Two paedophiles speak: What it's like to be born in a body with a "cursed" mind
2 September 2017
Content note: This post deals with themes of child sex abuse, and may be triggering for some readers.
What if your precious boy – the one you butter sandwiches for and kiss on the head at night – grows up to be a paedophile?
It’s a terrifying prospect. According to Dr Sarah Goode, whose research focuses on understanding adult sexual attraction to children, between three and seven per cent of men say they would have sex with a prepubescent child if they were guaranteed to go undetected.
If that statistic is accurate, and proceeding studies indicate it is, at least 362,000 Australian men feel sexually attracted to children.
They don’t live in swamps or creep down alleyways late at night. They exist among us, while concealing their innermost thoughts from the world. You might sit across from them at work. You might be friends with them. Related to them. Married to them.
Before two paedophiles speak, let’s make one thing absolutely clear: Nobody is here to defend people who abuse children. Instead, we will hear from the men who harbour paedophilia, yet have pledged to never act on it. The men who have these feelings and thoughts, but who say they will never destroy a child’s life, and despise those who do.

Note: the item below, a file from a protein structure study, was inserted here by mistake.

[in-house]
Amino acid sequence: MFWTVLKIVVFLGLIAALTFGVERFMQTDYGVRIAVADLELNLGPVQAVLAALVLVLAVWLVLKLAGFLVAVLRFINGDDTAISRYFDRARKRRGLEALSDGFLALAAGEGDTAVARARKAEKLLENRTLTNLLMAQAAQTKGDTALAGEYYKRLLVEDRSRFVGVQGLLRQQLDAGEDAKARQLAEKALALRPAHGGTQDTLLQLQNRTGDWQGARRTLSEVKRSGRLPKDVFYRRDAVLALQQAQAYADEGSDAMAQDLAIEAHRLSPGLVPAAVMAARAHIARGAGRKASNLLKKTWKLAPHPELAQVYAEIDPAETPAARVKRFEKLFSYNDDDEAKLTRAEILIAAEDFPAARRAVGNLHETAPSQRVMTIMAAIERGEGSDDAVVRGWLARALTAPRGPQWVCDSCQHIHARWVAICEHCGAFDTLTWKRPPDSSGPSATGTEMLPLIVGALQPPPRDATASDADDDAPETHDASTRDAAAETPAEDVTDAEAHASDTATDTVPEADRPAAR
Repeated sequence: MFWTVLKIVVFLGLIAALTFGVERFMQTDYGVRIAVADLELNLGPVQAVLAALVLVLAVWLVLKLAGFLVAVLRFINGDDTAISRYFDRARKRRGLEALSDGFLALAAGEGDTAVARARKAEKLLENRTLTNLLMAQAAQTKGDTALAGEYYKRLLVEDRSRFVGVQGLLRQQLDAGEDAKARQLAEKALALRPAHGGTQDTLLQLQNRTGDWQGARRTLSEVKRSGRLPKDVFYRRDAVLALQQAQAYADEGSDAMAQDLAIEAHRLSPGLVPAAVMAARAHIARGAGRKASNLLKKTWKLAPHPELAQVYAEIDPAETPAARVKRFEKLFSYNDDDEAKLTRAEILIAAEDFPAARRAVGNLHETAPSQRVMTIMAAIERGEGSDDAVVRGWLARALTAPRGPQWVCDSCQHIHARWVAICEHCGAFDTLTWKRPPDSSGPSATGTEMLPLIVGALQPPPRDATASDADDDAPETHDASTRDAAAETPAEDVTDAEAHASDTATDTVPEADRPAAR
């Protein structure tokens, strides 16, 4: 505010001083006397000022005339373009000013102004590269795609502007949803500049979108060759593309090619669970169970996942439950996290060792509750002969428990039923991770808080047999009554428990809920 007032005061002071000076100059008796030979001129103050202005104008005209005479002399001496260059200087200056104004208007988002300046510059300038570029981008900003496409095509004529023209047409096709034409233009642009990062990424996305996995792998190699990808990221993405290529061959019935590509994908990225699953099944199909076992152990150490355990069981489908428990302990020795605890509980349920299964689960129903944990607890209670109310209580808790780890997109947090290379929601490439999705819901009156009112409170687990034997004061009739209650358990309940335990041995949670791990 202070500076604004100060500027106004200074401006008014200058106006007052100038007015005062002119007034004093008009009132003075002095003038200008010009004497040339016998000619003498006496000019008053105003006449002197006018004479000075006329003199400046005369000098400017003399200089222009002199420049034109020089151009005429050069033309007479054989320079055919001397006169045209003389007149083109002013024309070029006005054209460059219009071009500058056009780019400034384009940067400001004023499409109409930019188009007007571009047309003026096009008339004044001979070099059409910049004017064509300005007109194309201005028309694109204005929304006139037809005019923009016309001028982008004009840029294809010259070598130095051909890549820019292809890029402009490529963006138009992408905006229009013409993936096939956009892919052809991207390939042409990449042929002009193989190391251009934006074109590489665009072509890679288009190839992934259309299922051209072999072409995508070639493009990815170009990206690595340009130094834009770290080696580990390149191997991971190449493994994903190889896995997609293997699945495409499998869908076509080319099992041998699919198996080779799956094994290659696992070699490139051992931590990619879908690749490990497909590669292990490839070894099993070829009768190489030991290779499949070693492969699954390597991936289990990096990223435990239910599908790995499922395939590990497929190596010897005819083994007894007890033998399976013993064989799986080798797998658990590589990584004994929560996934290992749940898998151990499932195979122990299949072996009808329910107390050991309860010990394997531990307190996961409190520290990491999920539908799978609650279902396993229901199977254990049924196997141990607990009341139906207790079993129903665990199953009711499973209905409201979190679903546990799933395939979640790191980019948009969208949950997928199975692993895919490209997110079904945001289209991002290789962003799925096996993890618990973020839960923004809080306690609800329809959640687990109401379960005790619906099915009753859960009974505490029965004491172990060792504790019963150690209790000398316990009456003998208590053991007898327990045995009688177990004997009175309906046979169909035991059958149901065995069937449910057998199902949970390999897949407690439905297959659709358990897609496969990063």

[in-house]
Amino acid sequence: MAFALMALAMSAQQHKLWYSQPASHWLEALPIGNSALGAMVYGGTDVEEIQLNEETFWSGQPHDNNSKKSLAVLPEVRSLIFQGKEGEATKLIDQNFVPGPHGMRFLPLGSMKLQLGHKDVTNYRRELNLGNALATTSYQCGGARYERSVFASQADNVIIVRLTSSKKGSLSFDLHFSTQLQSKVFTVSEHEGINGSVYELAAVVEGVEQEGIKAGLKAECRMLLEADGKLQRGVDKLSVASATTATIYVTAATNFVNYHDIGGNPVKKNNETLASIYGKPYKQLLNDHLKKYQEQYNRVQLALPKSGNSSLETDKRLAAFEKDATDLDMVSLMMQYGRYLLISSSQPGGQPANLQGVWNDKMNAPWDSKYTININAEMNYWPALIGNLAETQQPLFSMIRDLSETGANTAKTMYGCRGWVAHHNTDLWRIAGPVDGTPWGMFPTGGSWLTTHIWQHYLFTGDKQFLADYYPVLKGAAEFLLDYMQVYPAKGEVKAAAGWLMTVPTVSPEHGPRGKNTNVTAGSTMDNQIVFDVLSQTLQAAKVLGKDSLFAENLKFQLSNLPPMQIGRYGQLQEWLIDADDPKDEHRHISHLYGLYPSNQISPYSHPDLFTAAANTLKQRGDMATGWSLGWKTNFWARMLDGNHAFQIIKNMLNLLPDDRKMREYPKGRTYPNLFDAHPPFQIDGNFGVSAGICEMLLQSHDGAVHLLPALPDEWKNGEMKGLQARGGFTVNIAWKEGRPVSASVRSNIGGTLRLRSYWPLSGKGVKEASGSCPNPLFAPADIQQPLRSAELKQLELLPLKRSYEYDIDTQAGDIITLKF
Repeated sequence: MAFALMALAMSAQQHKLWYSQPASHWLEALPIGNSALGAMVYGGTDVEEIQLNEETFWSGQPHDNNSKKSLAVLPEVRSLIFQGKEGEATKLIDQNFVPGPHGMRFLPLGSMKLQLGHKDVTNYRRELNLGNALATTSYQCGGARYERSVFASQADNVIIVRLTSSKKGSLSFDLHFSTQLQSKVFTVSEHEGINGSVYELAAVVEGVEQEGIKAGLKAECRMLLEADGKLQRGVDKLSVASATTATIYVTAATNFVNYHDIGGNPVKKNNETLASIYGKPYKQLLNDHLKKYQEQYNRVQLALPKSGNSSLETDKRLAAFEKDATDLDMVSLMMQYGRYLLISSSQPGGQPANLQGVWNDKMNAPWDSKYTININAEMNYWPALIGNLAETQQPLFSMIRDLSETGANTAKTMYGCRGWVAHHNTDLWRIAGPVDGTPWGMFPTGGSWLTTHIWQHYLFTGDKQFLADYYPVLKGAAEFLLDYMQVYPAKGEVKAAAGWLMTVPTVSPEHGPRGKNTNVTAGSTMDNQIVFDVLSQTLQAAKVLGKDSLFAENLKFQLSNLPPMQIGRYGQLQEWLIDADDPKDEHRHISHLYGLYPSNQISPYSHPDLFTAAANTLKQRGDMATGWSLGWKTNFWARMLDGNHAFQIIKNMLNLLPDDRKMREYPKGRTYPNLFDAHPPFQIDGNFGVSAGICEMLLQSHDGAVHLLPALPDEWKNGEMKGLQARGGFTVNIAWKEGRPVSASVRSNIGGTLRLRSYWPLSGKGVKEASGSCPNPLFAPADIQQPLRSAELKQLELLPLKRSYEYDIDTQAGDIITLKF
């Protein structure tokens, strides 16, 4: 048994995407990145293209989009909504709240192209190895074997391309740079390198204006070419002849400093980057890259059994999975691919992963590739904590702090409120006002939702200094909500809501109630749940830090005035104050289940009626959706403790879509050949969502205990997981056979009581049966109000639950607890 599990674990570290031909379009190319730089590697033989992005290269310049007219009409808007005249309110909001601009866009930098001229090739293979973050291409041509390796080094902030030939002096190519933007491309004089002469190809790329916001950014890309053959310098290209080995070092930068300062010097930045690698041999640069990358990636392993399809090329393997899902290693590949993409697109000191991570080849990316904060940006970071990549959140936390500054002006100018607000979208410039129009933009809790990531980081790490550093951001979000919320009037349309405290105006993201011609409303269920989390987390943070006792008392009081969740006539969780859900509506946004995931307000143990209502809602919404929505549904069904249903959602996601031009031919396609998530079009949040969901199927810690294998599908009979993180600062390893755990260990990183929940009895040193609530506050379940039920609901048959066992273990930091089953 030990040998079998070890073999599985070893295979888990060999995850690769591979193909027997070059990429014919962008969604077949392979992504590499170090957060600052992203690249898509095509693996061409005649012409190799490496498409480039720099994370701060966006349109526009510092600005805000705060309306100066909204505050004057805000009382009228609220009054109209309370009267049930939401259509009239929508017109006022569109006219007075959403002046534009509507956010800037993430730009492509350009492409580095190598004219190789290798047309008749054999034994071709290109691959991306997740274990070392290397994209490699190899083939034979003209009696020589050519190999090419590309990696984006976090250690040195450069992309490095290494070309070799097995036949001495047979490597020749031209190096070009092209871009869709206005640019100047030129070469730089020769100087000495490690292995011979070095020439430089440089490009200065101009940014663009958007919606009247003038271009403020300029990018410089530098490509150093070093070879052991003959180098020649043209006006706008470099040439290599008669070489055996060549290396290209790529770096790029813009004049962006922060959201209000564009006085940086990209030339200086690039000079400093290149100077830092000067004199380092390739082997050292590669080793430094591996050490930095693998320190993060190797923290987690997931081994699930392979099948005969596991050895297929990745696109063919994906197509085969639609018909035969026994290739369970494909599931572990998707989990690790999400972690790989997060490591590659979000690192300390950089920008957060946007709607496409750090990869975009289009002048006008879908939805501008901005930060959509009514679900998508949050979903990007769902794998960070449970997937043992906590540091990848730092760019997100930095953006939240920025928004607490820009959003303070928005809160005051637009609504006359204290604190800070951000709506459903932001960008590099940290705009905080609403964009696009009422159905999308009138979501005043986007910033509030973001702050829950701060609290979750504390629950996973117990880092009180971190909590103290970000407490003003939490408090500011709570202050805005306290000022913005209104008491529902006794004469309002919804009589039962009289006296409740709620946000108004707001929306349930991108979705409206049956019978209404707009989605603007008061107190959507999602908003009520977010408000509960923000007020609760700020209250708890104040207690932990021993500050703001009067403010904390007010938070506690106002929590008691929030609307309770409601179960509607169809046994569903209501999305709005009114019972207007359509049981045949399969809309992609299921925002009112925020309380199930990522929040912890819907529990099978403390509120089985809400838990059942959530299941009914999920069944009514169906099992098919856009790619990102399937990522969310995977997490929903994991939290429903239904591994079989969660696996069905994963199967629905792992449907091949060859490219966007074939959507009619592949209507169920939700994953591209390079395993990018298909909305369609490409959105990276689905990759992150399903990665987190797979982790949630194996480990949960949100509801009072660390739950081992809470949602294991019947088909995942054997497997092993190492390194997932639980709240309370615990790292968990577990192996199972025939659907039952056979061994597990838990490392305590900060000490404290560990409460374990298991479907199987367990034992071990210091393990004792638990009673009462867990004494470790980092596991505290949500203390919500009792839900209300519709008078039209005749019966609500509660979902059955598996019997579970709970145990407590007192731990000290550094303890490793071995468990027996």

The men who can tell us – more than any suit-clad politician can – what the hell we can do to protect our children.
This is not an easy article to read. But what if we pushed through what feels unconscionable and demonic, dark and scary, to ultimately create a place that’s safer for our kids?
Two non-offending paedophiles speak
As we understand it today, a paedophile's brain is "hard wired" from birth.
According to University of Toronto's Dr James Cantor, who is renowned for leading the world's most sophisticated research in the area, the physiology of a paedophile's brain differs 'significantly' in comparison to the average person's; a discrepancy he described to the ABC as "a literal cross-wiring".
So far, there is little credible evidence to suggest paedophiles are 'made'. Rather, they are born.
Nigel and Ender (not their real names) are two of these men, who liken their situation to being awarded "the most terrible sexual orientation" possible. Despite this, they describe themselves as "virtuous" and have pledged to never act on their paedophilia.